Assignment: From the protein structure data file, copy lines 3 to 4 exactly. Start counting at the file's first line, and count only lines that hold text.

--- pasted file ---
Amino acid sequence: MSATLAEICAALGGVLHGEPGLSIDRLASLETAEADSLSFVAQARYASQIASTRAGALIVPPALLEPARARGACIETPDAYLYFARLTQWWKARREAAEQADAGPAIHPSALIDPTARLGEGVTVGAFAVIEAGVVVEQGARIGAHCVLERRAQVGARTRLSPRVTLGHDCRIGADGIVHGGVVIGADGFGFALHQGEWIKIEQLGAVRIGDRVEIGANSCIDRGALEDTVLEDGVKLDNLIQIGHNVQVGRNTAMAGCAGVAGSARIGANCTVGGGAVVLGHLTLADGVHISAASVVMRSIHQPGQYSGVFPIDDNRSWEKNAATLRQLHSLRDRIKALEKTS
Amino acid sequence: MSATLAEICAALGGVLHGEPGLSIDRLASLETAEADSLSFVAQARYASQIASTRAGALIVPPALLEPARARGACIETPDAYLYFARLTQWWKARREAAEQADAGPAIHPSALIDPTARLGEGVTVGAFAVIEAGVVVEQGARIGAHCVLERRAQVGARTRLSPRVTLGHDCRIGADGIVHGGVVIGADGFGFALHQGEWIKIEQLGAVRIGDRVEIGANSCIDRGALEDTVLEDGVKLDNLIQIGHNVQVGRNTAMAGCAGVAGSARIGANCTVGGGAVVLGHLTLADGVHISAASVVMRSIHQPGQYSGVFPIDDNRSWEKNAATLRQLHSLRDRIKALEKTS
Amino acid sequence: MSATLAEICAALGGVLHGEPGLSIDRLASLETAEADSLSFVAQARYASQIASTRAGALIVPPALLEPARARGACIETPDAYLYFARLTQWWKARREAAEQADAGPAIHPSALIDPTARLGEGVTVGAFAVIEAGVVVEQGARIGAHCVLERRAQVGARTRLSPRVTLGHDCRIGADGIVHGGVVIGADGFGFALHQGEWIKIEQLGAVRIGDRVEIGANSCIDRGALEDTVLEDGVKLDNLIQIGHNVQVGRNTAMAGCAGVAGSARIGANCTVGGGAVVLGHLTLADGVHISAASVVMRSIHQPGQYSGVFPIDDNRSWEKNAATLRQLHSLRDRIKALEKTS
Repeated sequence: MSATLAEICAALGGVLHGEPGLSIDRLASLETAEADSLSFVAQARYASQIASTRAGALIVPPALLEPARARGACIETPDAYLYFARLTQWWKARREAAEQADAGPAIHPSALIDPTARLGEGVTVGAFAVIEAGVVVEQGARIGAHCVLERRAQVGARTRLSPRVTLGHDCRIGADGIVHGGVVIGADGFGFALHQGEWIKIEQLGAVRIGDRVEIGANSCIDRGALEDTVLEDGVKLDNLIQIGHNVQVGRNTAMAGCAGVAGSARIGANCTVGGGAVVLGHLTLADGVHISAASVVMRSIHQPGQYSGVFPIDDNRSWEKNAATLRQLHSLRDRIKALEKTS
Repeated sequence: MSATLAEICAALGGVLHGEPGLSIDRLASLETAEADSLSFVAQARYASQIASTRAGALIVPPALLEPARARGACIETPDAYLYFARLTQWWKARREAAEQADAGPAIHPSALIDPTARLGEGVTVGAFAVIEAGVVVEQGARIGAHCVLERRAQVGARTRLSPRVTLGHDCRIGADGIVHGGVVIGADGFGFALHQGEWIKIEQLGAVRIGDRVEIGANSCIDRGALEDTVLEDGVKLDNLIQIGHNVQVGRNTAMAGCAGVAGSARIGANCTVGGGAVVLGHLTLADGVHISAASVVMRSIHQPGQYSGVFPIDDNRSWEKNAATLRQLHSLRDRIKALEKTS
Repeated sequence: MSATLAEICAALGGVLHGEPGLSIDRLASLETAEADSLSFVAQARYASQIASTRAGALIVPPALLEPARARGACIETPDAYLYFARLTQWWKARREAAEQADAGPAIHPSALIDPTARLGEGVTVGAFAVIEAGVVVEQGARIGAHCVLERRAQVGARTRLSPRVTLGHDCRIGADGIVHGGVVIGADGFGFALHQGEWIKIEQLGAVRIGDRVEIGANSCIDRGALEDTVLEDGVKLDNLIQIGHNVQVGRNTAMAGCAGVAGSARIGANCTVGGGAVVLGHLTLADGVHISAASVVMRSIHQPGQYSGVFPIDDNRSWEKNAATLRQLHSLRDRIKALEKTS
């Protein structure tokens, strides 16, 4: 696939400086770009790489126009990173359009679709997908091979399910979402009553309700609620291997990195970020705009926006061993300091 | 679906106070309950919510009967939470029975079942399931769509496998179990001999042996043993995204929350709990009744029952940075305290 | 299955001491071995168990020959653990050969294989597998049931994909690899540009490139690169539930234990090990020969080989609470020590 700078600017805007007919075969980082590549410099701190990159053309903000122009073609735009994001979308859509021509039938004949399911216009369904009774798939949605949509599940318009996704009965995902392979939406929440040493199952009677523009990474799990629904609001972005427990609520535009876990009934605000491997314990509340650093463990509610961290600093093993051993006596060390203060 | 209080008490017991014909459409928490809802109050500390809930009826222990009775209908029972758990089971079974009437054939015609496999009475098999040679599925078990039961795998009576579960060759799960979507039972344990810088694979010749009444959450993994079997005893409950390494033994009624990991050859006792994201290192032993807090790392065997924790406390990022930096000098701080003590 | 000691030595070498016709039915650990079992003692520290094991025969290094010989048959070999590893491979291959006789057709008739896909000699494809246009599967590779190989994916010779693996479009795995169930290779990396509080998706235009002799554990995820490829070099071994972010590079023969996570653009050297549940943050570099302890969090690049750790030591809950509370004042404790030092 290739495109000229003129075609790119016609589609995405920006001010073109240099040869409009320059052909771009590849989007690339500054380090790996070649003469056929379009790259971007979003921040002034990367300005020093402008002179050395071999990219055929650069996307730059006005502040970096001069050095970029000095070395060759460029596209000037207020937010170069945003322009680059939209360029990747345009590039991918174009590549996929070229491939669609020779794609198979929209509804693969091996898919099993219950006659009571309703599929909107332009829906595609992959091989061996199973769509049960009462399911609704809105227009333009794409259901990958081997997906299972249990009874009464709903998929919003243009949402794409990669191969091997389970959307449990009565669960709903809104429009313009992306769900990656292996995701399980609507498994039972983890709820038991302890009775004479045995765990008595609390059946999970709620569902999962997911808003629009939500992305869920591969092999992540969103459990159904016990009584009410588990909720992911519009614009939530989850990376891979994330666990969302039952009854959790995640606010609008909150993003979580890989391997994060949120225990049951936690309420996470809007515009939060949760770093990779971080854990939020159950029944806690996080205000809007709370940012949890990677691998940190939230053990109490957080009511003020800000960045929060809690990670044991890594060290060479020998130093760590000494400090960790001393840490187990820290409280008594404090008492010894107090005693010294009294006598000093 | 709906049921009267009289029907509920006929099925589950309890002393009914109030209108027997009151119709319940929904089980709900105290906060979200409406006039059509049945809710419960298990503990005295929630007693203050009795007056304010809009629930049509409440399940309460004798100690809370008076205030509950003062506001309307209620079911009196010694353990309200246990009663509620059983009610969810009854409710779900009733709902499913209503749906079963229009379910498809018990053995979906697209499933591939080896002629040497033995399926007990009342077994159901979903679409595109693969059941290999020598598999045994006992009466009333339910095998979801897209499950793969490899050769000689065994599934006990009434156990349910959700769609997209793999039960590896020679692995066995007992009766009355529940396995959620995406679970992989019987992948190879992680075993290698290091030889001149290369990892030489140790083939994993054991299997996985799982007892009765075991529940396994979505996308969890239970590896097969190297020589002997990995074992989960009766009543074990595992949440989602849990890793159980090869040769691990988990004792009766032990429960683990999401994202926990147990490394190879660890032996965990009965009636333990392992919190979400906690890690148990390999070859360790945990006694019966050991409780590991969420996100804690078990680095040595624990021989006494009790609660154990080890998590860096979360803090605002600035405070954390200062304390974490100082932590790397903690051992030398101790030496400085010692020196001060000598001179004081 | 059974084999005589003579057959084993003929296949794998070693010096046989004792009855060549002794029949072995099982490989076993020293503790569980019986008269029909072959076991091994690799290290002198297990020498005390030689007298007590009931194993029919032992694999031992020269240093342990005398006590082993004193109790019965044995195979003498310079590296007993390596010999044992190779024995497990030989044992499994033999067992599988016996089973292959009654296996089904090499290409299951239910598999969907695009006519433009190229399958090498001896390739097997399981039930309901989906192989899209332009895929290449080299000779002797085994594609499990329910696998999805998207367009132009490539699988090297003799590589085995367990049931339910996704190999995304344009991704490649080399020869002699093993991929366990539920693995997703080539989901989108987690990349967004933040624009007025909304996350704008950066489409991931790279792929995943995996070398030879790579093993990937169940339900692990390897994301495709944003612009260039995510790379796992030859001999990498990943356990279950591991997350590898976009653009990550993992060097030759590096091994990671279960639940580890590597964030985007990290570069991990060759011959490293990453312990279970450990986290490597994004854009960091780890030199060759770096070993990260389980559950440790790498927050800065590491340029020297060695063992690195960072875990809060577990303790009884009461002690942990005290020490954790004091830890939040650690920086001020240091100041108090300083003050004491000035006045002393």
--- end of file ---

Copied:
Amino acid sequence: MSATLAEICAALGGVLHGEPGLSIDRLASLETAEADSLSFVAQARYASQIASTRAGALIVPPALLEPARARGACIETPDAYLYFARLTQWWKARREAAEQADAGPAIHPSALIDPTARLGEGVTVGAFAVIEAGVVVEQGARIGAHCVLERRAQVGARTRLSPRVTLGHDCRIGADGIVHGGVVIGADGFGFALHQGEWIKIEQLGAVRIGDRVEIGANSCIDRGALEDTVLEDGVKLDNLIQIGHNVQVGRNTAMAGCAGVAGSARIGANCTVGGGAVVLGHLTLADGVHISAASVVMRSIHQPGQYSGVFPIDDNRSWEKNAATLRQLHSLRDRIKALEKTS
Repeated sequence: MSATLAEICAALGGVLHGEPGLSIDRLASLETAEADSLSFVAQARYASQIASTRAGALIVPPALLEPARARGACIETPDAYLYFARLTQWWKARREAAEQADAGPAIHPSALIDPTARLGEGVTVGAFAVIEAGVVVEQGARIGAHCVLERRAQVGARTRLSPRVTLGHDCRIGADGIVHGGVVIGADGFGFALHQGEWIKIEQLGAVRIGDRVEIGANSCIDRGALEDTVLEDGVKLDNLIQIGHNVQVGRNTAMAGCAGVAGSARIGANCTVGGGAVVLGHLTLADGVHISAASVVMRSIHQPGQYSGVFPIDDNRSWEKNAATLRQLHSLRDRIKALEKTS